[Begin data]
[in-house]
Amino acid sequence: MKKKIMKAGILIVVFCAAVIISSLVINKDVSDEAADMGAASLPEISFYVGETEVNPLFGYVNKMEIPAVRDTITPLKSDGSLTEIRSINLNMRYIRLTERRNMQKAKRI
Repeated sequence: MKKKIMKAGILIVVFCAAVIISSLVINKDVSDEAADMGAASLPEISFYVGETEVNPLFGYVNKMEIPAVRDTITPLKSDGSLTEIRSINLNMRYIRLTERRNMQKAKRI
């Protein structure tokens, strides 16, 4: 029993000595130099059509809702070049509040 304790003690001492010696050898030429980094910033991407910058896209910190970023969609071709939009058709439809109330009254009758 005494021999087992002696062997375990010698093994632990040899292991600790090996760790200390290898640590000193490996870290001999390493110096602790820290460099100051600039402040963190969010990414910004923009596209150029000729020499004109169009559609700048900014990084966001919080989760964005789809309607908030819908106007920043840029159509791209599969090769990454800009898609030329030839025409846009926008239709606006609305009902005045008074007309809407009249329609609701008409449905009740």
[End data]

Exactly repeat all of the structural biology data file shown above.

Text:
[in-house]
Amino acid sequence: MKKKIMKAGILIVVFCAAVIISSLVINKDVSDEAADMGAASLPEISFYVGETEVNPLFGYVNKMEIPAVRDTITPLKSDGSLTEIRSINLNMRYIRLTERRNMQKAKRI
Repeated sequence: MKKKIMKAGILIVVFCAAVIISSLVINKDVSDEAADMGAASLPEISFYVGETEVNPLFGYVNKMEIPAVRDTITPLKSDGSLTEIRSINLNMRYIRLTERRNMQKAKRI
């Protein structure tokens, strides 16, 4: 029993000595130099059509809702070049509040 304790003690001492010696050898030429980094910033991407910058896209910190970023969609071709939009058709439809109330009254009758 005494021999087992002696062997375990010698093994632990040899292991600790090996760790200390290898640590000193490996870290001999390493110096602790820290460099100051600039402040963190969010990414910004923009596209150029000729020499004109169009559609700048900014990084966001919080989760964005789809309607908030819908106007920043840029159509791209599969090769990454800009898609030329030839025409846009926008239709606006609305009902005045008074007309809407009249329609609701008409449905009740």